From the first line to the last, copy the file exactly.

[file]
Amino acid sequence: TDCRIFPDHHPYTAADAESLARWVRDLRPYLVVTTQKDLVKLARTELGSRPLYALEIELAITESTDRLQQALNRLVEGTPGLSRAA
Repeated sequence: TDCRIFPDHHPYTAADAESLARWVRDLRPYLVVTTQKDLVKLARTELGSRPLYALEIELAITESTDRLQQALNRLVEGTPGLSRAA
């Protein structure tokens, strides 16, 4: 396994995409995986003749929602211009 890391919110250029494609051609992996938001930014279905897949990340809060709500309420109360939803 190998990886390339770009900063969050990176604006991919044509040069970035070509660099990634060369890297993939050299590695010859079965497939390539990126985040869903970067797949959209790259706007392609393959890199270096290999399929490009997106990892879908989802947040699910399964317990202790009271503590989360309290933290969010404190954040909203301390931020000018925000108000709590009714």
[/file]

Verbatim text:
Amino acid sequence: TDCRIFPDHHPYTAADAESLARWVRDLRPYLVVTTQKDLVKLARTELGSRPLYALEIELAITESTDRLQQALNRLVEGTPGLSRAA
Repeated sequence: TDCRIFPDHHPYTAADAESLARWVRDLRPYLVVTTQKDLVKLARTELGSRPLYALEIELAITESTDRLQQALNRLVEGTPGLSRAA
């Protein structure tokens, strides 16, 4: 396994995409995986003749929602211009 890391919110250029494609051609992996938001930014279905897949990340809060709500309420109360939803 190998990886390339770009900063969050990176604006991919044509040069970035070509660099990634060369890297993939050299590695010859079965497939390539990126985040869903970067797949959209790259706007392609393959890199270096290999399929490009997106990892879908989802947040699910399964317990202790009271503590989360309290933290969010404190954040909203301390931020000018925000108000709590009714």